This definitely could work, but just wanted to point out a few things.
First, note that you did match the weights, but not the biases, which might cause an issue if you’re not aware of it:
Second, I think the two models are now sharing same weight tensors in those layers, which means that updating the values in one place will change them in the other place. This might be fine if it’s what you intended, but it’s important to be aware that it’s happening.
To illustrate, suppose we make a copy of the shared tensor, and we confirm that the copy preserves the values:
weight_initial = model.encoder.weight.detach().clone()
Then we train the “Latent” model for a few steps:
from torch import optim
criterion = nn.MSELoss()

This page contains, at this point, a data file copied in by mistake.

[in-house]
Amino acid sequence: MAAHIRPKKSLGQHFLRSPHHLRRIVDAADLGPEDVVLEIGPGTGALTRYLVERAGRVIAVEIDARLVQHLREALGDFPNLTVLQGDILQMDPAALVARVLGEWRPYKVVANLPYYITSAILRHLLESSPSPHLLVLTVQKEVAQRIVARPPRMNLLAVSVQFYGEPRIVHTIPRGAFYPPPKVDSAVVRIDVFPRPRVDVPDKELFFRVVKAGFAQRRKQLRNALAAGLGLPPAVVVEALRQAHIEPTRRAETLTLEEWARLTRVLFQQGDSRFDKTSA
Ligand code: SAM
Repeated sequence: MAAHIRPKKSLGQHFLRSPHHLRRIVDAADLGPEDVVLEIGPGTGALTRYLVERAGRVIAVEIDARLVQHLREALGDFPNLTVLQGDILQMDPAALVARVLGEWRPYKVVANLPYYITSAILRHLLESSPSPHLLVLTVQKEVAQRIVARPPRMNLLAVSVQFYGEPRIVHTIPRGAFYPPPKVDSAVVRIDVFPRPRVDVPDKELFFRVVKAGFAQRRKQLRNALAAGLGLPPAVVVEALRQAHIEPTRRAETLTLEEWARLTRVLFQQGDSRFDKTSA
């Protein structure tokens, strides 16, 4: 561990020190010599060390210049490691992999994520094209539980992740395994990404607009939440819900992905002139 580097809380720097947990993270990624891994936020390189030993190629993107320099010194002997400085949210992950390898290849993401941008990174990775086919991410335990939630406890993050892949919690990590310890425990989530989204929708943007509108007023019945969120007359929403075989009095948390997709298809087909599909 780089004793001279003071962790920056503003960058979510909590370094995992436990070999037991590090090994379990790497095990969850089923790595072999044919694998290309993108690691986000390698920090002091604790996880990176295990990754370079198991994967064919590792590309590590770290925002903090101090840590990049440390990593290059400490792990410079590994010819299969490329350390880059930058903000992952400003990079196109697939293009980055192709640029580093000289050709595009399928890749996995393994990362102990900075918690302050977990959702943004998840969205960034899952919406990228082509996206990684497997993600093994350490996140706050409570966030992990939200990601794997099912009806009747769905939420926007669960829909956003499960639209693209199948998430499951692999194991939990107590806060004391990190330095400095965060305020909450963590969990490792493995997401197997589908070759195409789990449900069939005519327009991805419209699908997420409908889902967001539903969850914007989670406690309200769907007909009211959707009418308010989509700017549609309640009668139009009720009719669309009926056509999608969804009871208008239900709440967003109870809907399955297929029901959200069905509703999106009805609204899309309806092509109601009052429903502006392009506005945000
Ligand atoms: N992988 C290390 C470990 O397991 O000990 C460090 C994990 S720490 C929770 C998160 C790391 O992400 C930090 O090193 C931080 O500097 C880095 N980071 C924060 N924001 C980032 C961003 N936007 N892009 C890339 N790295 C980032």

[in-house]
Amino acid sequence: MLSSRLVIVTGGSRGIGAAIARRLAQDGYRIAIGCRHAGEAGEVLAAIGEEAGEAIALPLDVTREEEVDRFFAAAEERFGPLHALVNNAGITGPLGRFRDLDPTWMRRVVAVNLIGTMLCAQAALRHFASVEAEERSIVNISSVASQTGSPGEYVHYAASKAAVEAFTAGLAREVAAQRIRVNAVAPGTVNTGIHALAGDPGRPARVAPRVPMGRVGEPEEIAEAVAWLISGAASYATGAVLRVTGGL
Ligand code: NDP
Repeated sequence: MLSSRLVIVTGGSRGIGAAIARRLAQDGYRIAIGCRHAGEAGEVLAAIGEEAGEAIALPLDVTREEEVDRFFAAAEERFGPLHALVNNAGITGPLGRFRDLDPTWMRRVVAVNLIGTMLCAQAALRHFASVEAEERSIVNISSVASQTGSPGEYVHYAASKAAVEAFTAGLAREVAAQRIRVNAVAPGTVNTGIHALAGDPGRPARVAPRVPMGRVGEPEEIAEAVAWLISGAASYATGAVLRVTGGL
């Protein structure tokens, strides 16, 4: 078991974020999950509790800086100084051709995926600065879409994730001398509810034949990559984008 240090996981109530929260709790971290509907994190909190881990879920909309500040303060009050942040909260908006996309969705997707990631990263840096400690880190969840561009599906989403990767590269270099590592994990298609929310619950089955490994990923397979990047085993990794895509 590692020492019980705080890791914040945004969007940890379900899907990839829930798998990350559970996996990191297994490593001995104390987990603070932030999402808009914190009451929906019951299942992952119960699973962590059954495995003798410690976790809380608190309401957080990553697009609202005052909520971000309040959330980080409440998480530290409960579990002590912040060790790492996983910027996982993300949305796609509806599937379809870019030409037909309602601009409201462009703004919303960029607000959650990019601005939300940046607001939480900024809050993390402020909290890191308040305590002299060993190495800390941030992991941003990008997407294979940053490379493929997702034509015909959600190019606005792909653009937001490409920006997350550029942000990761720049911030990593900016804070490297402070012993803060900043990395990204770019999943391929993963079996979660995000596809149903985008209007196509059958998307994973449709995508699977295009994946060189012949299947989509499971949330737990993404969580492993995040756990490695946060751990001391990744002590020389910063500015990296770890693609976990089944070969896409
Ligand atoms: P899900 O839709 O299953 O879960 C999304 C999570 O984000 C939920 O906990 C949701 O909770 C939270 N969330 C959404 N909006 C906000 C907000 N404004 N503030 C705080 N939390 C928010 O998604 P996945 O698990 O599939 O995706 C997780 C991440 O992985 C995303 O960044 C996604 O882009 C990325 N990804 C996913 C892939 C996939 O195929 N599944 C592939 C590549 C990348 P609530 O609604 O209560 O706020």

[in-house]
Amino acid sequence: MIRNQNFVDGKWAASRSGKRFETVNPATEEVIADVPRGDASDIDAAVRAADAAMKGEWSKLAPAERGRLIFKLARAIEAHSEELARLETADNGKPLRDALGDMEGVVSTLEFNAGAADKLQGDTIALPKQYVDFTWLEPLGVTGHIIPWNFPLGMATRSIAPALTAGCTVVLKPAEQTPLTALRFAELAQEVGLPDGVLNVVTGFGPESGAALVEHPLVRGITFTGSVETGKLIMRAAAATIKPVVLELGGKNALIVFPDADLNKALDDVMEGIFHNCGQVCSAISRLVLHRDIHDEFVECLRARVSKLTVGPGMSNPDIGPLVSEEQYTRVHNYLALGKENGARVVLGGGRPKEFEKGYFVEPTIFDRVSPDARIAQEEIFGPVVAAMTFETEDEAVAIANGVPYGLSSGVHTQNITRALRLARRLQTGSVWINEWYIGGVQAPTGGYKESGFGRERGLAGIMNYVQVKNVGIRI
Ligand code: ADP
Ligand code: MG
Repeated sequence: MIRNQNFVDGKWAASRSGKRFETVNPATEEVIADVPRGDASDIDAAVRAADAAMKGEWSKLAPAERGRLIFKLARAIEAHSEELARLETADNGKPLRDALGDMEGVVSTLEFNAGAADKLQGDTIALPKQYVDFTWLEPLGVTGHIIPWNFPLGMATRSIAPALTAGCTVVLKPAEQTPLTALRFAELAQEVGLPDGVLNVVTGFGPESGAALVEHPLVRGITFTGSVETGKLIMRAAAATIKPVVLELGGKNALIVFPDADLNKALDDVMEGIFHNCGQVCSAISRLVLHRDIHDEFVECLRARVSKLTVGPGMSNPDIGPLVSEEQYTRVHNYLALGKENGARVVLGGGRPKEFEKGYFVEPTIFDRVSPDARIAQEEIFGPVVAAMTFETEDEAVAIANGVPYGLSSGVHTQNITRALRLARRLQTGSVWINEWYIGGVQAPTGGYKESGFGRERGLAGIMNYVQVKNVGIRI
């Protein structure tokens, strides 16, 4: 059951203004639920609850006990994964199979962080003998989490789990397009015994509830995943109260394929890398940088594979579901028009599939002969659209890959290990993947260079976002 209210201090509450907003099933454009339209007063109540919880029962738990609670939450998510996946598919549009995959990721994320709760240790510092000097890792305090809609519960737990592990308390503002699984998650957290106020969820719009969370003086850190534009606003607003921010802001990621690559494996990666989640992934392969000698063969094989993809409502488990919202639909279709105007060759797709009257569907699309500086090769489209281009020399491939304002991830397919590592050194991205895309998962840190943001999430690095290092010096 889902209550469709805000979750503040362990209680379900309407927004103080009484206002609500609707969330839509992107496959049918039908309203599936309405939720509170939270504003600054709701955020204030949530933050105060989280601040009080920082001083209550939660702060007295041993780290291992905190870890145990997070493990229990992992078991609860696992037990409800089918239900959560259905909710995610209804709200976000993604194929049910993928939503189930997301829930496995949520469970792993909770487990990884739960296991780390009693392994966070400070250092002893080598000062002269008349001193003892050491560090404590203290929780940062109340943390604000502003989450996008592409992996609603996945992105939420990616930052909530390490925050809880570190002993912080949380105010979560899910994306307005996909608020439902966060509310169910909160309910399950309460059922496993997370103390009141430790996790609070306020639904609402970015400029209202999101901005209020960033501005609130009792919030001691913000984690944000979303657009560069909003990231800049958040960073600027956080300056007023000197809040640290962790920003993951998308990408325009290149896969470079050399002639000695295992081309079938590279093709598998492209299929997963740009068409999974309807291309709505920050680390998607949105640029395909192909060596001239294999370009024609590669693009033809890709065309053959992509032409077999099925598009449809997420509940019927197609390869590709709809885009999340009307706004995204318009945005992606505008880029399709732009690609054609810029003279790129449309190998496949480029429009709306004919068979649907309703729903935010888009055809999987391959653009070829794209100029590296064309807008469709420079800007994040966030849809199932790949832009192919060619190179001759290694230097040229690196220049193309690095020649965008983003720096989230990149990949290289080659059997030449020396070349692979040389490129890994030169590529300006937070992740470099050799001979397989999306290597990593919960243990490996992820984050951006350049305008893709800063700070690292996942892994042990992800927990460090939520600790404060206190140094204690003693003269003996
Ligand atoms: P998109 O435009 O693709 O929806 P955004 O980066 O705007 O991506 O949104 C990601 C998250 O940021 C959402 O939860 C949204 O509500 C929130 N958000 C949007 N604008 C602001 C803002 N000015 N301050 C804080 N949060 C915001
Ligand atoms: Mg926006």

optimizer = optim.SGD(hidden.parameters(), lr=1e-3)
for _ in range(10):
input = torch.randn(1, 29)
target = torch.randn(1, 7)
output = hidden(input) # explicitly updating "latent" model only, not "autoencoder"
loss = criterion(output, target)
Even though we never explicitly manipulated the Autoencoder, you can see its weights have changed, since they were shared with the Latent model:
print(torch.allclose(model.encoder.weight, weight_initial)) # "autoencoder" weights have changed
Relatedly, keep in mind that when you train the Latent model, all of its parameters are going to be changed, including the ones that you transferred over from the Autoencoder. If you don’t want this behavior, and you only want to train some parameters (the new ones) but not others (not the transferred ones), you can “freeze” the desired parameters, as described here.